A Better Option

Financing medical equipment through leasing agreements with medical supply companies may provide a better option for practices seeking the latest, best quality equipment for their practices. Medical equipment suppliers have a big motivation to make lease agreements as favorable as possible for hospitals and practices, as good, mutually advantageous leases can secure loyal clients for decades. Medical practice administrators, as well as hospital and clinic heads, should consider these benefits of leasing medical equipment:

  • Tax deductions – The Internal Revenue Service treats leases as tax-deductible overhead expenses and allows medical practices to deduct their lease payments from income. Depending on your practice’s individual circumstances, this may be more advantageous than purchasing equipment and deducting depreciation. Physicians and health care facilities managers considering leasing equipment should talk to an accountant to determine whether leasing or a loan best fits their needs
  • Tax credits – If you’re leasing medical equipment that can provide disabled patients better access to services, such as power tables, you may be eligible for a Section 44 tax credit. The tax credit can cover up to 50 percent of the cost of equipment up to $5,000 that provides reasonable accommodation for disabled persons. Power tables typically fall within Section 44 eligibility, so it’s well worth your while to have your tax professional fill out IRS Form 8826 to claim the credit.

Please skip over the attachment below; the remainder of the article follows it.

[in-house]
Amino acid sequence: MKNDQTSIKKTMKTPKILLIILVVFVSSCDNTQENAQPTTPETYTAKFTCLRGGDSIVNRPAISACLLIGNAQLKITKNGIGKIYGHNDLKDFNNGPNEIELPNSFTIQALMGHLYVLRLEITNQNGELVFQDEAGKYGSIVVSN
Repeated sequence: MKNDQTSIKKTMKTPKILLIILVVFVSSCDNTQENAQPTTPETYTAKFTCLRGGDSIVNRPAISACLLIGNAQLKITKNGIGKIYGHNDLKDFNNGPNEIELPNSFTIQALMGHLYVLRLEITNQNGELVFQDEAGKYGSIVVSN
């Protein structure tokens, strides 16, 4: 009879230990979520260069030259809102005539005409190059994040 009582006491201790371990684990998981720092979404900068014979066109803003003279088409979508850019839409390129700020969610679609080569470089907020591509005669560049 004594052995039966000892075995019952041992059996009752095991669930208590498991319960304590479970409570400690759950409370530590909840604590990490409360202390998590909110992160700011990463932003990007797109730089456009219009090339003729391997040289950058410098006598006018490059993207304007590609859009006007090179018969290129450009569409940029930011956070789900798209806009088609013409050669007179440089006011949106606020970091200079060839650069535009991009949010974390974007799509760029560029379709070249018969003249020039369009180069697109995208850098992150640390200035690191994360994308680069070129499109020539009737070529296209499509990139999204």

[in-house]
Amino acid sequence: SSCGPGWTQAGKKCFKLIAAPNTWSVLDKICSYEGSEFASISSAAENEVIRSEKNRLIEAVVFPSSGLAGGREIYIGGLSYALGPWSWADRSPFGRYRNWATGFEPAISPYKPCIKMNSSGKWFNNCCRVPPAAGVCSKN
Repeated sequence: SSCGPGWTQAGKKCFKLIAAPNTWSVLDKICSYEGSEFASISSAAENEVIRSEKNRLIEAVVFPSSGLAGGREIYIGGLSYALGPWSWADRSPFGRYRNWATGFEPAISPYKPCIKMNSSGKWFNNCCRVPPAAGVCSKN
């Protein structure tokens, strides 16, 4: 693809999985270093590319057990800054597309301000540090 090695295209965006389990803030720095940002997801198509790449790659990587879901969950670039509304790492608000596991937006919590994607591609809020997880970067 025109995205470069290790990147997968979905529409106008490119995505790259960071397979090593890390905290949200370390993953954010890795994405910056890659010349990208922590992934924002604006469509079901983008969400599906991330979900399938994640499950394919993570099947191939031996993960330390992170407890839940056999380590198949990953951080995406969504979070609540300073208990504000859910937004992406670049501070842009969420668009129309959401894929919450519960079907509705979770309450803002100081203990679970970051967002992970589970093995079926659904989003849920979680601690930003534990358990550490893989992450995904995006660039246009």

• Finance 100 percent of the lease – Very few banks will allow medical practices to finance 100 percent of an equipment purchase. Most will require a down payment, and the majority of these will require a substantial down payment. That can be a stretch for start-up practices or cash-strapped practices. Under a lease agreement, practices are able to finance 100 percent of the cost of the lease.
  • Better cash forecasting – When healthcare providers lease medical equipment, it allows them to more accurately forecast cash requirements, as they know exactly what their equipment costs will be and because leases do not carry any floating fees.
  • End of term options – At the end of a lease agreement, clinics and hospitals have several options. They can choose to purchase the equipment at a reduced price from the medical supply company. They can return the equipment to the medical supply company and lease new equipment. They can also extend the term of the lease, renting the equipment for a few more years. Lease agreements’ end of term options provides practices with the flexibility they need to scale up or down or retool as circumstances dictate.